What is a positive trait your city is known for that is actually false?
New York is the city that never sleeps, but its inhabitants do. Most of us are not party people who stay up until the wee hours of the morning. A lot of those alleged hip clubs and lounges are the domain of the bridge-and-tunnel crowd (suburbanites from Long Island and New Jersey).
To avoid the onslaught of drunken revelers, many of my friends spend Friday nights at home. We stay in, invite friends and family over, order delivery and have some wine.
What do you dislike most about the architecture, city layout and general appearance of your city?
I love the old art deco architecture of the ’20s, but around the late ’60s/early ’70s they started building those drab, glass monstrosities. Now they just put up buildings willy-nilly without any thought to the personality of the neighborhood. For example, Soho, where I used to work, is characterized by (relatively) dainty buildings with cast-iron facades, but people like Trump are putting up these tall, ugly structures so they can cram as many apartments in as possible.
When was your city’s hey-day?
New York is a place that’s had more than one hey-day. I’d definitely say the ’20s was one period. You had the Harlem jazz age in full swing. All those beautiful art deco structures were being built. The city was also the center of the literary world. It was when the New Yorker magazine was born and, of course, all those boozy lunches at the Algonquin with Dorothy Parker and her vicious circle were taking place too.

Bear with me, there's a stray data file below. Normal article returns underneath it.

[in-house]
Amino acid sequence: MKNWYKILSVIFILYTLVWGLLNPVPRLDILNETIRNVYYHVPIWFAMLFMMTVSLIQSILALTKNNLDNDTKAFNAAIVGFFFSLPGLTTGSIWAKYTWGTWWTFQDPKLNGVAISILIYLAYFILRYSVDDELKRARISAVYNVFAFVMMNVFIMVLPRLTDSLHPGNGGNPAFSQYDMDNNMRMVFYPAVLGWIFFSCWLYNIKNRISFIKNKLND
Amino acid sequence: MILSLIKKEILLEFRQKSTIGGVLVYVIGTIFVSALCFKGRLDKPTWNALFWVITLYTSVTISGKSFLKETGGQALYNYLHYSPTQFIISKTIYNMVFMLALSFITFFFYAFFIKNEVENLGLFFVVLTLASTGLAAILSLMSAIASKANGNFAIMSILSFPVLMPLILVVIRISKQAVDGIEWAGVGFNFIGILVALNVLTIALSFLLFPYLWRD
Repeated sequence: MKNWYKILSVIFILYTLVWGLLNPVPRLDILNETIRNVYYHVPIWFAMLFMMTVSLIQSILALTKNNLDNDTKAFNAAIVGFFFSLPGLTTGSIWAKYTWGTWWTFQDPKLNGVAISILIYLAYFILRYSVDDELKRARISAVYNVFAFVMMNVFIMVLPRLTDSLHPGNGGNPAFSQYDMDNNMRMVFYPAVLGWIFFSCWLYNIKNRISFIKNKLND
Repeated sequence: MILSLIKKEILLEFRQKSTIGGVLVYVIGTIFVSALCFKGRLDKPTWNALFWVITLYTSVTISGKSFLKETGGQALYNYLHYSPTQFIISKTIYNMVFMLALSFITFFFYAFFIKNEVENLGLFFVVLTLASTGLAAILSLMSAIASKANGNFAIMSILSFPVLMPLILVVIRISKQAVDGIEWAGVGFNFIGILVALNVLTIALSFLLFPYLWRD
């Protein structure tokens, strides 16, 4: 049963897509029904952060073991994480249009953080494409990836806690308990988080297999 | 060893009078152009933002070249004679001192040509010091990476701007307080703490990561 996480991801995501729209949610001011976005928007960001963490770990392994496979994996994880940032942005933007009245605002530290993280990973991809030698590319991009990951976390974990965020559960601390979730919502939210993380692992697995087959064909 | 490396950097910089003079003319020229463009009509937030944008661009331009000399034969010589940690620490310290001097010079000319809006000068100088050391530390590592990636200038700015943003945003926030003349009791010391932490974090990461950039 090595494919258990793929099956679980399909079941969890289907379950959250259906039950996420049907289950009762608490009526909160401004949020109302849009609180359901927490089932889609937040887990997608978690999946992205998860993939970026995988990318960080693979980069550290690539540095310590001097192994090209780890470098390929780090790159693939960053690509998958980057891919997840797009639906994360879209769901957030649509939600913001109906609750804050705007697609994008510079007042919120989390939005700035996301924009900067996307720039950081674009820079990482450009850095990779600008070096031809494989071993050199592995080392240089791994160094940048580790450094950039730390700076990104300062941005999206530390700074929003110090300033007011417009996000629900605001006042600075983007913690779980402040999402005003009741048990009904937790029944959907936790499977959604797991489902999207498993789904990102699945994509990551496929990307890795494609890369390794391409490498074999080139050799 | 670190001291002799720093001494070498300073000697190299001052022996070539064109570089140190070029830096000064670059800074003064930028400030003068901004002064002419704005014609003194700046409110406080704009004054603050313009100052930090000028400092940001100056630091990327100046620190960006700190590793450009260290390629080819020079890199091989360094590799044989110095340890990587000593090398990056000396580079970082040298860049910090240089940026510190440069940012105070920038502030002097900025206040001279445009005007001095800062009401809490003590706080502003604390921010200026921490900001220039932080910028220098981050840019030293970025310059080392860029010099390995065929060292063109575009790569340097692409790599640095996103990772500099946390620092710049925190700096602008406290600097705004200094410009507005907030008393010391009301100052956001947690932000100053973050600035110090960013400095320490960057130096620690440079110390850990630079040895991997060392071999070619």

The ’90s was another one. Everyone had money. There were tons of great restaurants and nightclubs. The fashion scene was thriving. Mayor Giuliani was ruling with an iron fist (the rumor was that he would have the homeless bused over to Newark). And my beloved New York Yankees were winning the World Series almost every year. Good times.
If you could change one thing about your city what would it be?
How expensive everything is, especially rent.
What do outsiders (or transplants and long-time visitors) to your city generally answer to the last question?
It’s not a place of little niceties. New Yorkers aren’t overly polite or don’t go out of their way to be friendly. It’s more of a live and let live kind of a place.
What do you consider your city’s greatest achievement?
New York takes in enormous numbers of immigrants from every nation, race and creed, and shapes them into bonafide, proud Americans. While life may not be easy for new arrivals, the sheer diversity and promise of New York does more to convince people to make a productive life here than any jingoistic slogan could ever do.
If your city was destroyed and one day its ruins discovered, what do you think they would find and/or learn about it?
Just how tall and dense a place it was. What comes to mind immediately is that scene in the The Planet of the Apes when Charlton Heston finds the top of theStatue of Liberty on the beach. Only, for me, it would be the top of the Chrysler Building. Of course, if Charlton had been able to see his reflection in the Chrysler Building he would have realized how desperately he needed to be manscapped.
What is your city’s greatest artistic or architectural acquisition?
The Empire State Building and the Chrysler Building are both iconic structures that make you think “New York” in a nanosecond. If you mean a true acquisition, then the Temple of Dendur at the Metropolitan Museum of Art. I mean, my God, they shipped an entire Egyptian temple over. Now they rent it out for cocktail parties.